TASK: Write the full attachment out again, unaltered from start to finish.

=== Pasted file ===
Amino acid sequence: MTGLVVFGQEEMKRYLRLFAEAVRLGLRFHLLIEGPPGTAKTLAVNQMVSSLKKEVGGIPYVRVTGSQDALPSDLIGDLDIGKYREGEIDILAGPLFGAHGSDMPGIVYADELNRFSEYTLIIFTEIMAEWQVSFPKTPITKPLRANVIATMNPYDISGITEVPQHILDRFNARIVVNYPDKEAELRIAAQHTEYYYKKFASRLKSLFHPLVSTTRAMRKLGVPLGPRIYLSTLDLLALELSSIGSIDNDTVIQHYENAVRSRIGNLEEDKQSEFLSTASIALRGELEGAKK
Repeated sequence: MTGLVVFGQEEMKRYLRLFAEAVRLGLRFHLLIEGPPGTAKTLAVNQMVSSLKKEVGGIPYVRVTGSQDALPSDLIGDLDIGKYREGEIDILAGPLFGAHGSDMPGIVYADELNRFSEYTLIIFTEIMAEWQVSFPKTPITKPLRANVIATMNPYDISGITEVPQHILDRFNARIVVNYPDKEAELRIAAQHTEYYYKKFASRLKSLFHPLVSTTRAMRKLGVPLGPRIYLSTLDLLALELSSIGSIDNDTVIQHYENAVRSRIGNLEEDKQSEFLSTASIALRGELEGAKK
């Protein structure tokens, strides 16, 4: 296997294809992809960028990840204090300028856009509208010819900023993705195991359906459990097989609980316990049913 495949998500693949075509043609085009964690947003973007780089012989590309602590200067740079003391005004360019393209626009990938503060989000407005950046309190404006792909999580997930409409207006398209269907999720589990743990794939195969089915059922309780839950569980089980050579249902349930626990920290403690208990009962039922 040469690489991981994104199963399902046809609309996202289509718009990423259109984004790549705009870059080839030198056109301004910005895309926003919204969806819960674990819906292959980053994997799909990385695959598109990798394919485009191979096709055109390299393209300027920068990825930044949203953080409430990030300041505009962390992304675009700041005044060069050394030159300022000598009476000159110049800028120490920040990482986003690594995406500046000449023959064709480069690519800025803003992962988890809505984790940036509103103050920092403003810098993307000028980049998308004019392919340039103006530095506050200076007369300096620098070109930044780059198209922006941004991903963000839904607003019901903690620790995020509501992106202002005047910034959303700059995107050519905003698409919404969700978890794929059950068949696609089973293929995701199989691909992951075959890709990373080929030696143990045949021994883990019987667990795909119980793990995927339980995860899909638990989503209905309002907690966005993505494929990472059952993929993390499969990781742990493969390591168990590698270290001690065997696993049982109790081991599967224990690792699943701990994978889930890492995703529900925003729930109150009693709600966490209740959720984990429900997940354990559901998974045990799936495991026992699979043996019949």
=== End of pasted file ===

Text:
Amino acid sequence: MTGLVVFGQEEMKRYLRLFAEAVRLGLRFHLLIEGPPGTAKTLAVNQMVSSLKKEVGGIPYVRVTGSQDALPSDLIGDLDIGKYREGEIDILAGPLFGAHGSDMPGIVYADELNRFSEYTLIIFTEIMAEWQVSFPKTPITKPLRANVIATMNPYDISGITEVPQHILDRFNARIVVNYPDKEAELRIAAQHTEYYYKKFASRLKSLFHPLVSTTRAMRKLGVPLGPRIYLSTLDLLALELSSIGSIDNDTVIQHYENAVRSRIGNLEEDKQSEFLSTASIALRGELEGAKK
Repeated sequence: MTGLVVFGQEEMKRYLRLFAEAVRLGLRFHLLIEGPPGTAKTLAVNQMVSSLKKEVGGIPYVRVTGSQDALPSDLIGDLDIGKYREGEIDILAGPLFGAHGSDMPGIVYADELNRFSEYTLIIFTEIMAEWQVSFPKTPITKPLRANVIATMNPYDISGITEVPQHILDRFNARIVVNYPDKEAELRIAAQHTEYYYKKFASRLKSLFHPLVSTTRAMRKLGVPLGPRIYLSTLDLLALELSSIGSIDNDTVIQHYENAVRSRIGNLEEDKQSEFLSTASIALRGELEGAKK
């Protein structure tokens, strides 16, 4: 296997294809992809960028990840204090300028856009509208010819900023993705195991359906459990097989609980316990049913 495949998500693949075509043609085009964690947003973007780089012989590309602590200067740079003391005004360019393209626009990938503060989000407005950046309190404006792909999580997930409409207006398209269907999720589990743990794939195969089915059922309780839950569980089980050579249902349930626990920290403690208990009962039922 040469690489991981994104199963399902046809609309996202289509718009990423259109984004790549705009870059080839030198056109301004910005895309926003919204969806819960674990819906292959980053994997799909990385695959598109990798394919485009191979096709055109390299393209300027920068990825930044949203953080409430990030300041505009962390992304675009700041005044060069050394030159300022000598009476000159110049800028120490920040990482986003690594995406500046000449023959064709480069690519800025803003992962988890809505984790940036509103103050920092403003810098993307000028980049998308004019392919340039103006530095506050200076007369300096620098070109930044780059198209922006941004991903963000839904607003019901903690620790995020509501992106202002005047910034959303700059995107050519905003698409919404969700978890794929059950068949696609089973293929995701199989691909992951075959890709990373080929030696143990045949021994883990019987667990795909119980793990995927339980995860899909638990989503209905309002907690966005993505494929990472059952993929993390499969990781742990493969390591168990590698270290001690065997696993049982109790081991599967224990690792699943701990994978889930890492995703529900925003729930109150009693709600966490209740959720984990429900997940354990559901998974045990799936495991026992699979043996019949």